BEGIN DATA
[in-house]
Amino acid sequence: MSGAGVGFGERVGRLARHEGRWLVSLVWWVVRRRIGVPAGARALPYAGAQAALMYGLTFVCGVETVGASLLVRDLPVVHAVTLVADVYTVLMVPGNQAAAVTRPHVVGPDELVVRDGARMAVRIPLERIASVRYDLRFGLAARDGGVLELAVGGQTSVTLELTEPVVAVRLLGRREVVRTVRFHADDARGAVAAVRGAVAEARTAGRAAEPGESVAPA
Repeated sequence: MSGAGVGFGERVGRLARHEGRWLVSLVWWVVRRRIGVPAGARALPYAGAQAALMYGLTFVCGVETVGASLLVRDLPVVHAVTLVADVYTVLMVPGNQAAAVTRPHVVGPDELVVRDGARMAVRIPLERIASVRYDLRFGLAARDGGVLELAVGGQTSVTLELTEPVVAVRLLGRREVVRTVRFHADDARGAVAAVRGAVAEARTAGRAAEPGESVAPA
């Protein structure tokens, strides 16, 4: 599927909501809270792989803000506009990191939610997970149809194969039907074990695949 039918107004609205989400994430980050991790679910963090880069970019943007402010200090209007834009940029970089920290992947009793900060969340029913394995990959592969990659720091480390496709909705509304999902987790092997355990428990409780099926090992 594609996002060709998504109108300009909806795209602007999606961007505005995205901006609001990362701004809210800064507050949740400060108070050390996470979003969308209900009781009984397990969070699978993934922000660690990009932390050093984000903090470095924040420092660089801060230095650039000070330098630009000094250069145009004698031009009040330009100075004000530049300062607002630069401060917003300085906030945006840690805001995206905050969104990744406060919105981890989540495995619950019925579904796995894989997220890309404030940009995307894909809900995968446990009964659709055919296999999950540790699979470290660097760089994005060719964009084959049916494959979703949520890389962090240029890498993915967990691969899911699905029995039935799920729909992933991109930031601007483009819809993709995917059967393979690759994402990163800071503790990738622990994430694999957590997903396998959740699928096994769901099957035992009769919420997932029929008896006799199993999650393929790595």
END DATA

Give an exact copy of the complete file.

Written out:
[in-house]
Amino acid sequence: MSGAGVGFGERVGRLARHEGRWLVSLVWWVVRRRIGVPAGARALPYAGAQAALMYGLTFVCGVETVGASLLVRDLPVVHAVTLVADVYTVLMVPGNQAAAVTRPHVVGPDELVVRDGARMAVRIPLERIASVRYDLRFGLAARDGGVLELAVGGQTSVTLELTEPVVAVRLLGRREVVRTVRFHADDARGAVAAVRGAVAEARTAGRAAEPGESVAPA
Repeated sequence: MSGAGVGFGERVGRLARHEGRWLVSLVWWVVRRRIGVPAGARALPYAGAQAALMYGLTFVCGVETVGASLLVRDLPVVHAVTLVADVYTVLMVPGNQAAAVTRPHVVGPDELVVRDGARMAVRIPLERIASVRYDLRFGLAARDGGVLELAVGGQTSVTLELTEPVVAVRLLGRREVVRTVRFHADDARGAVAAVRGAVAEARTAGRAAEPGESVAPA
């Protein structure tokens, strides 16, 4: 599927909501809270792989803000506009990191939610997970149809194969039907074990695949 039918107004609205989400994430980050991790679910963090880069970019943007402010200090209007834009940029970089920290992947009793900060969340029913394995990959592969990659720091480390496709909705509304999902987790092997355990428990409780099926090992 594609996002060709998504109108300009909806795209602007999606961007505005995205901006609001990362701004809210800064507050949740400060108070050390996470979003969308209900009781009984397990969070699978993934922000660690990009932390050093984000903090470095924040420092660089801060230095650039000070330098630009000094250069145009004698031009009040330009100075004000530049300062607002630069401060917003300085906030945006840690805001995206905050969104990744406060919105981890989540495995619950019925579904796995894989997220890309404030940009995307894909809900995968446990009964659709055919296999999950540790699979470290660097760089994005060719964009084959049916494959979703949520890389962090240029890498993915967990691969899911699905029995039935799920729909992933991109930031601007483009819809993709995917059967393979690759994402990163800071503790990738622990994430694999957590997903396998959740699928096994769901099957035992009769919420997932029929008896006799199993999650393929790595």